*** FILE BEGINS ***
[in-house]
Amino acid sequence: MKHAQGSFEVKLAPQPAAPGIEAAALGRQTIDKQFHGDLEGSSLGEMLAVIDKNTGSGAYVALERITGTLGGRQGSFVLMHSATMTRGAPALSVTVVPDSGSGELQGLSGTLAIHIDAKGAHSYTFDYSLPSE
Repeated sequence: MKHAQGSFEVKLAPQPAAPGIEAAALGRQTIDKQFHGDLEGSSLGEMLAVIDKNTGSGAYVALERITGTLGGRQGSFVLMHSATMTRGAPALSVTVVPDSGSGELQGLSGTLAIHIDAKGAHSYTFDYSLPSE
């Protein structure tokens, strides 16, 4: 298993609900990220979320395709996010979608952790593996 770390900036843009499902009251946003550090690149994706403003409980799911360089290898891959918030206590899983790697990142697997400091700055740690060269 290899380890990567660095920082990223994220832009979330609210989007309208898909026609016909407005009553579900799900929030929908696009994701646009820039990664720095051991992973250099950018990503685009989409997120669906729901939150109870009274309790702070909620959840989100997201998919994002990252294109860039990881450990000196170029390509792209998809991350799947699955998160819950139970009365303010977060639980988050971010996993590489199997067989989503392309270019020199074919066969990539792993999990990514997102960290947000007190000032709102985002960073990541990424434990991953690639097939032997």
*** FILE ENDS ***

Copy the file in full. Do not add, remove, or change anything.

[in-house]
Amino acid sequence: MKHAQGSFEVKLAPQPAAPGIEAAALGRQTIDKQFHGDLEGSSLGEMLAVIDKNTGSGAYVALERITGTLGGRQGSFVLMHSATMTRGAPALSVTVVPDSGSGELQGLSGTLAIHIDAKGAHSYTFDYSLPSE
Repeated sequence: MKHAQGSFEVKLAPQPAAPGIEAAALGRQTIDKQFHGDLEGSSLGEMLAVIDKNTGSGAYVALERITGTLGGRQGSFVLMHSATMTRGAPALSVTVVPDSGSGELQGLSGTLAIHIDAKGAHSYTFDYSLPSE
């Protein structure tokens, strides 16, 4: 298993609900990220979320395709996010979608952790593996 770390900036843009499902009251946003550090690149994706403003409980799911360089290898891959918030206590899983790697990142697997400091700055740690060269 290899380890990567660095920082990223994220832009979330609210989007309208898909026609016909407005009553579900799900929030929908696009994701646009820039990664720095051991992973250099950018990503685009989409997120669906729901939150109870009274309790702070909620959840989100997201998919994002990252294109860039990881450990000196170029390509792209998809991350799947699955998160819950139970009365303010977060639980988050971010996993590489199997067989989503392309270019020199074919066969990539792993999990990514997102960290947000007190000032709102985002960073990541990424434990991953690639097939032997």